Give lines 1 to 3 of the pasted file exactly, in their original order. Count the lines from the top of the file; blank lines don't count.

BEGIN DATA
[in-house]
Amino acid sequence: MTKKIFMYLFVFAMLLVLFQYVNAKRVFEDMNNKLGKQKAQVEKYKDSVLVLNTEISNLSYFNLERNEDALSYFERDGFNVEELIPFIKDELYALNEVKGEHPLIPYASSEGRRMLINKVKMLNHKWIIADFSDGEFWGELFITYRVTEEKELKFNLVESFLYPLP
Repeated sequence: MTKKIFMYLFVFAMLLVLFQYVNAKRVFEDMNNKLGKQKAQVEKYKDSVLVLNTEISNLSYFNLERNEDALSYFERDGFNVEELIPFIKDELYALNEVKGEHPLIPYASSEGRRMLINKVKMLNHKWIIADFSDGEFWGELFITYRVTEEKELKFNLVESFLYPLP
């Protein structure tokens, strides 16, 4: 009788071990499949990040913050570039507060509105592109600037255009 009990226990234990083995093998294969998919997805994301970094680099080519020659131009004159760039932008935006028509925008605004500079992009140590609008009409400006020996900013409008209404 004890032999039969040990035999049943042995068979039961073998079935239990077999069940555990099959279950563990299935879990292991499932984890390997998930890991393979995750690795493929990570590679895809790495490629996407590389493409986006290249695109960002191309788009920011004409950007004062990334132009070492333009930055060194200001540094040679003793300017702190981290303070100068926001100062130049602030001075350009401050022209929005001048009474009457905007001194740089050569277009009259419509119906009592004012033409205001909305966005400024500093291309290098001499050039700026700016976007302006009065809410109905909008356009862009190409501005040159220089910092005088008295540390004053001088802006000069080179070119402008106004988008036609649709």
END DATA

[in-house]
Amino acid sequence: MTKKIFMYLFVFAMLLVLFQYVNAKRVFEDMNNKLGKQKAQVEKYKDSVLVLNTEISNLSYFNLERNEDALSYFERDGFNVEELIPFIKDELYALNEVKGEHPLIPYASSEGRRMLINKVKMLNHKWIIADFSDGEFWGELFITYRVTEEKELKFNLVESFLYPLP
Repeated sequence: MTKKIFMYLFVFAMLLVLFQYVNAKRVFEDMNNKLGKQKAQVEKYKDSVLVLNTEISNLSYFNLERNEDALSYFERDGFNVEELIPFIKDELYALNEVKGEHPLIPYASSEGRRMLINKVKMLNHKWIIADFSDGEFWGELFITYRVTEEKELKFNLVESFLYPLP